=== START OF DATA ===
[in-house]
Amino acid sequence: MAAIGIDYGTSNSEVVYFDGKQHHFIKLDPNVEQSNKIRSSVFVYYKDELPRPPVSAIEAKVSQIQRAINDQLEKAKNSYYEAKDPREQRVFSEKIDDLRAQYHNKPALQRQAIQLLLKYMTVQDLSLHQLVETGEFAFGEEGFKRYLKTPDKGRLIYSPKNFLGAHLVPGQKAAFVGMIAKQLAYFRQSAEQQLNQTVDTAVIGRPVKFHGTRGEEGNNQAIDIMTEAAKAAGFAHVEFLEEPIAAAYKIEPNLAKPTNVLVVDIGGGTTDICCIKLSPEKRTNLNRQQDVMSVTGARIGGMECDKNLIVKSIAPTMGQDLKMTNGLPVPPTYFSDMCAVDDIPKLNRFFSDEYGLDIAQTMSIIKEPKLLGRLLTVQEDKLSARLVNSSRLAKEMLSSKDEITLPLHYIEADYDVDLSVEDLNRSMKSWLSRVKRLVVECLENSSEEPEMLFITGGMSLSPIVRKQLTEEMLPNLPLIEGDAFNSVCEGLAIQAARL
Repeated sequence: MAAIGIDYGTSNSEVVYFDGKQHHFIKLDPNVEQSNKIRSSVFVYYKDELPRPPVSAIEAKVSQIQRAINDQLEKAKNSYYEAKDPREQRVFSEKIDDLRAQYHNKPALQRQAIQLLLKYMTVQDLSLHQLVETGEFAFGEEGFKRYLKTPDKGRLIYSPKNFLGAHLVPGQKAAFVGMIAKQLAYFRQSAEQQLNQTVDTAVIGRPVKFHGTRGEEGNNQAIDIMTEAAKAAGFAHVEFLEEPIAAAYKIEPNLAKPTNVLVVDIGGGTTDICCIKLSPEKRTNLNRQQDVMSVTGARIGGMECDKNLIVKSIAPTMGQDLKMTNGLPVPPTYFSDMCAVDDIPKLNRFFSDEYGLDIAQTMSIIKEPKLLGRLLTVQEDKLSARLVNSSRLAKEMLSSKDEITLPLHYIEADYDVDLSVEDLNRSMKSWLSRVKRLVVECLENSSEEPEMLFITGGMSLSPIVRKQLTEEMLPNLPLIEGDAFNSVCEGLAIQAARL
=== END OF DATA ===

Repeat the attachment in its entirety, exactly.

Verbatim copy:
[in-house]
Amino acid sequence: MAAIGIDYGTSNSEVVYFDGKQHHFIKLDPNVEQSNKIRSSVFVYYKDELPRPPVSAIEAKVSQIQRAINDQLEKAKNSYYEAKDPREQRVFSEKIDDLRAQYHNKPALQRQAIQLLLKYMTVQDLSLHQLVETGEFAFGEEGFKRYLKTPDKGRLIYSPKNFLGAHLVPGQKAAFVGMIAKQLAYFRQSAEQQLNQTVDTAVIGRPVKFHGTRGEEGNNQAIDIMTEAAKAAGFAHVEFLEEPIAAAYKIEPNLAKPTNVLVVDIGGGTTDICCIKLSPEKRTNLNRQQDVMSVTGARIGGMECDKNLIVKSIAPTMGQDLKMTNGLPVPPTYFSDMCAVDDIPKLNRFFSDEYGLDIAQTMSIIKEPKLLGRLLTVQEDKLSARLVNSSRLAKEMLSSKDEITLPLHYIEADYDVDLSVEDLNRSMKSWLSRVKRLVVECLENSSEEPEMLFITGGMSLSPIVRKQLTEEMLPNLPLIEGDAFNSVCEGLAIQAARL
Repeated sequence: MAAIGIDYGTSNSEVVYFDGKQHHFIKLDPNVEQSNKIRSSVFVYYKDELPRPPVSAIEAKVSQIQRAINDQLEKAKNSYYEAKDPREQRVFSEKIDDLRAQYHNKPALQRQAIQLLLKYMTVQDLSLHQLVETGEFAFGEEGFKRYLKTPDKGRLIYSPKNFLGAHLVPGQKAAFVGMIAKQLAYFRQSAEQQLNQTVDTAVIGRPVKFHGTRGEEGNNQAIDIMTEAAKAAGFAHVEFLEEPIAAAYKIEPNLAKPTNVLVVDIGGGTTDICCIKLSPEKRTNLNRQQDVMSVTGARIGGMECDKNLIVKSIAPTMGQDLKMTNGLPVPPTYFSDMCAVDDIPKLNRFFSDEYGLDIAQTMSIIKEPKLLGRLLTVQEDKLSARLVNSSRLAKEMLSSKDEITLPLHYIEADYDVDLSVEDLNRSMKSWLSRVKRLVVECLENSSEEPEMLFITGGMSLSPIVRKQLTEEMLPNLPLIEGDAFNSVCEGLAIQAARL